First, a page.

Aren’t there gains in the AfCTFA for Nigeria?
There are gains, but the challenges outweigh the gains. Those challenges are self-inflicted. What we needed to have done 15-20 years ago was not done, so we are going to pay the prices today. For more than 15 years, Nigeria did not invest a dime in power, until Obasanjo came to power in 1999. So, the damage is too deep. By the end of 2020, Nigeria needs 69,000 megawatts to excel. So, until we fix power we are just toying with our future, these are my concerns. Nigeria would benefit immensely in the area of intermediate product, that is raw material supply because we have developed producers that can service other African markets. Also in the service sector, we’re going to be winners. But the challenges are going to be widespread especially in the manufacturing sector and our biggest problem is graduate unemployment and it’s only the manufacturing sector that can provide that employment.
Many say that Nigeria’s stance to maintain border closure goes against the AfCFTA agreement. What is your view?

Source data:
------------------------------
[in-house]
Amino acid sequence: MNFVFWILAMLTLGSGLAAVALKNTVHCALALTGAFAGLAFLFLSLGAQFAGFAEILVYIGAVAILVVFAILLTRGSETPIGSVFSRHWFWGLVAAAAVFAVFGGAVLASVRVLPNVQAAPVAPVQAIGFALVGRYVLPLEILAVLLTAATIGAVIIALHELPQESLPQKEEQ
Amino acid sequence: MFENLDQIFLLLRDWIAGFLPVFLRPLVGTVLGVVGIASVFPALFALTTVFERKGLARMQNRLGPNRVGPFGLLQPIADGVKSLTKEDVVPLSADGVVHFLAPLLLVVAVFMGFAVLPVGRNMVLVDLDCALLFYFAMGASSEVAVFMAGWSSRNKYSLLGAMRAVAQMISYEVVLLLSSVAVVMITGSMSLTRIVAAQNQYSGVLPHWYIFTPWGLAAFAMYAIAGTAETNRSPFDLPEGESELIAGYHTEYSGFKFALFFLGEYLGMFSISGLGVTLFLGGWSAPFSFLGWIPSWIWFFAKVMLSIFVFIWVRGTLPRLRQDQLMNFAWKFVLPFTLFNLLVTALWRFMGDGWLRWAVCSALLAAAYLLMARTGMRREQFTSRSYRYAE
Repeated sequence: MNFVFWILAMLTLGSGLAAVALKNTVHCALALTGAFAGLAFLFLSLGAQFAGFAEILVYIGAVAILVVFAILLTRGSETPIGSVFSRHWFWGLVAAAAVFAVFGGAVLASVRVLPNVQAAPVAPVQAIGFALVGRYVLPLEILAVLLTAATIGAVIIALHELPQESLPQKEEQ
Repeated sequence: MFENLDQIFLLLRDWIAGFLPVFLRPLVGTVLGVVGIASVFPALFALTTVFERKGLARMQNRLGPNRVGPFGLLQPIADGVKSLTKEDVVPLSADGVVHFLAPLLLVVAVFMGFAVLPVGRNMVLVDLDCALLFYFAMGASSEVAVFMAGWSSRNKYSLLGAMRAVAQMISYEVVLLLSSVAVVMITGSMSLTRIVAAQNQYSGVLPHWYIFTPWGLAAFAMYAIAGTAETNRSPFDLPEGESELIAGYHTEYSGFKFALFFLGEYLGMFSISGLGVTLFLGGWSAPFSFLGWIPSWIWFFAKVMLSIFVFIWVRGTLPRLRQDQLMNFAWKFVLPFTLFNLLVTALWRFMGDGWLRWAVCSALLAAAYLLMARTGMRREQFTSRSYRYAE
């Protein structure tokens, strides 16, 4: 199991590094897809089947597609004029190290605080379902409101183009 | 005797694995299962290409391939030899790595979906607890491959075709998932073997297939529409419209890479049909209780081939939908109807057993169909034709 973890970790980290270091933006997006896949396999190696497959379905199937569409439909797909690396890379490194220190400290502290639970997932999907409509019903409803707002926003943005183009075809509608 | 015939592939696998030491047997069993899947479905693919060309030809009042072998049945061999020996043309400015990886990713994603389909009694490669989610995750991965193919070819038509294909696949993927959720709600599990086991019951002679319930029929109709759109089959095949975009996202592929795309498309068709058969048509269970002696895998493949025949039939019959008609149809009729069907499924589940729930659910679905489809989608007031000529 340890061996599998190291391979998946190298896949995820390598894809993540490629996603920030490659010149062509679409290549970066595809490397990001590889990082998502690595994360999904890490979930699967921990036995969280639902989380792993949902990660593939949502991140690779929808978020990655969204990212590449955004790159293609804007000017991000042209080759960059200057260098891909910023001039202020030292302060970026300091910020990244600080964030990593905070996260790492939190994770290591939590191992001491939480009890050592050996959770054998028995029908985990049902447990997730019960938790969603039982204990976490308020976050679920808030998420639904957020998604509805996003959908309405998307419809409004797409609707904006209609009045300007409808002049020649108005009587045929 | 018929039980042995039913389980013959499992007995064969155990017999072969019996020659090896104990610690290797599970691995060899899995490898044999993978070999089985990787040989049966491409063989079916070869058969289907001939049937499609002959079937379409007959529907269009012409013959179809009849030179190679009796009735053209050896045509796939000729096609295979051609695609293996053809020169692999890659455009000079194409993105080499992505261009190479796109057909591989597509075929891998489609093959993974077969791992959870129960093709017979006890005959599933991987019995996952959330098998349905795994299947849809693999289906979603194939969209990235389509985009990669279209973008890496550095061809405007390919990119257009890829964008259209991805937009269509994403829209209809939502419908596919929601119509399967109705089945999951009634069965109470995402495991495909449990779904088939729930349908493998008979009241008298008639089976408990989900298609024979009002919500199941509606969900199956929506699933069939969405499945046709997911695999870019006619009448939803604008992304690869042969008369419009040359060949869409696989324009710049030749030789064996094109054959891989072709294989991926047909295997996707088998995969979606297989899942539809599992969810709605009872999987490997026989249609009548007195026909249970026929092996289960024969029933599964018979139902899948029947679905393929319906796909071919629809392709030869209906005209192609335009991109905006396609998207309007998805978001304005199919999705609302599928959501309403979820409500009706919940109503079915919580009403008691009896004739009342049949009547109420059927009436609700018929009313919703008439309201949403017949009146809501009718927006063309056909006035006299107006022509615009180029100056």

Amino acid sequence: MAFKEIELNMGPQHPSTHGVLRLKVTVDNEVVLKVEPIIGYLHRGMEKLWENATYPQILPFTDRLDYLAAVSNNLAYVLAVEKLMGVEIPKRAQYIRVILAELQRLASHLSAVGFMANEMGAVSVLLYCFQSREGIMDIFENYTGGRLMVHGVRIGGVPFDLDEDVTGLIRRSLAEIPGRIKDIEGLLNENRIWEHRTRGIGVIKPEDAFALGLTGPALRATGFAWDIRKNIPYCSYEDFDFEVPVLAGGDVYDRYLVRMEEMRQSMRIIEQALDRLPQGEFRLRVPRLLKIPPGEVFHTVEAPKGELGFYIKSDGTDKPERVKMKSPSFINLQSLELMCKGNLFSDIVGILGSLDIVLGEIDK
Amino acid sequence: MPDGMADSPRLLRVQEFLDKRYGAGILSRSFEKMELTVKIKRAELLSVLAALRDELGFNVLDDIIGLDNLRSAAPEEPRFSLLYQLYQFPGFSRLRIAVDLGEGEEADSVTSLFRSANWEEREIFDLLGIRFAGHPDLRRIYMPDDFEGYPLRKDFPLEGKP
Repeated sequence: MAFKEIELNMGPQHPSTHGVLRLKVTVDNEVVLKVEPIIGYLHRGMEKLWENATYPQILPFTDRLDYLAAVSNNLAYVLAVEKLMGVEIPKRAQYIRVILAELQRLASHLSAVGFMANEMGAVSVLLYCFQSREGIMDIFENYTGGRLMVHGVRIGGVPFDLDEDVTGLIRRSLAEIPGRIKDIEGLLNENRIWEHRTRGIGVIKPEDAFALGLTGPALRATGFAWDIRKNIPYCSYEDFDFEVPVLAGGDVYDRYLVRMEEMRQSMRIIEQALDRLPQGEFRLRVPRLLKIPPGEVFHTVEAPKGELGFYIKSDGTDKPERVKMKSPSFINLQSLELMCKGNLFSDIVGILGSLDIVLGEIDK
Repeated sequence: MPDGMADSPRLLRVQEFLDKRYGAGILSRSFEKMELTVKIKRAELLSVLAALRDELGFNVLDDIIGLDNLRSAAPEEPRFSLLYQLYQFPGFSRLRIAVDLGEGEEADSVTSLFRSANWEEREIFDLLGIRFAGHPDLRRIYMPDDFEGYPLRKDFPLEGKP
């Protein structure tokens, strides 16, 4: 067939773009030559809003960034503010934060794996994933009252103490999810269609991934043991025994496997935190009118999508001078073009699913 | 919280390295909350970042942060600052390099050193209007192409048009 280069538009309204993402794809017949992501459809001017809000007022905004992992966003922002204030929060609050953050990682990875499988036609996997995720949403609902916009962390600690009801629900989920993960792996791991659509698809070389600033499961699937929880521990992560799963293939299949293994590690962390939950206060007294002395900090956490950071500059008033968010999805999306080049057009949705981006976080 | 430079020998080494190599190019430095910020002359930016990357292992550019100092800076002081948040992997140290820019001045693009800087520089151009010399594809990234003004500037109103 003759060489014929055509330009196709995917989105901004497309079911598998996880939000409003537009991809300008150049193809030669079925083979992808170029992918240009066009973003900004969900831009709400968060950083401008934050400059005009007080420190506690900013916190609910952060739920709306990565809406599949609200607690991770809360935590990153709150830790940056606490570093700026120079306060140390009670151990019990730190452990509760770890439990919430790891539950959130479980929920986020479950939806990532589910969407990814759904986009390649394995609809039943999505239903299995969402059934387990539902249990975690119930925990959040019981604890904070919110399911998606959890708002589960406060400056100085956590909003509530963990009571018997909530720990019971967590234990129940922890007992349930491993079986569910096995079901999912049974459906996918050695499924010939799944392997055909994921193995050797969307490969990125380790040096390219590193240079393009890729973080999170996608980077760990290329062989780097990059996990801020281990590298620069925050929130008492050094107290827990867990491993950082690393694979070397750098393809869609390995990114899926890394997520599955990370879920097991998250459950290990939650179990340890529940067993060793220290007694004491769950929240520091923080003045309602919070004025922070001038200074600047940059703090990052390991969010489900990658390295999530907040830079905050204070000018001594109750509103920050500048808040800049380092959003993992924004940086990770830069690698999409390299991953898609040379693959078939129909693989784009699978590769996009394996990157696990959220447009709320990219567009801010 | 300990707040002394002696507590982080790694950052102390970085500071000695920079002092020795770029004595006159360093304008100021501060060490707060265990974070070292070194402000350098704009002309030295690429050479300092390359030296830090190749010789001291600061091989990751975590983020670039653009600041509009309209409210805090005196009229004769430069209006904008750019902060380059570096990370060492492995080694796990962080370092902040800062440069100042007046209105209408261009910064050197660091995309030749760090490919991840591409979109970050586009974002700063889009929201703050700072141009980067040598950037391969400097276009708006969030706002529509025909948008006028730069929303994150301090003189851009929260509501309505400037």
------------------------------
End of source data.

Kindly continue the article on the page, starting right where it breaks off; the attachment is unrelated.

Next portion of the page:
The AfCFTA’s operational date has not come up, it would be effective July 1, 2020. But by closing the borders, Nigeria is giving the signal that the AfCFTA will not work. That we’re not disciplined enough to obey the rules. I’ll not be surprised when this AfCFTA begins; many nations would revisit this border closure and also shut their gates against made in Nigeria products. If you don’t have a disciplined society, it would reflect in your international relations. Nigeria as a country is quick to sign laws, but is also notorious for not obeying what was signed. So, come July 1, we don’t know where we’ll end. The way power supply is going, if it dips further it would drastically affect our domestic production. And because we don’t have stable power supply cost of production would be high, hence Asian countries would establish companies in other parts of Africa, produce and then ship it free of charge into Nigeria.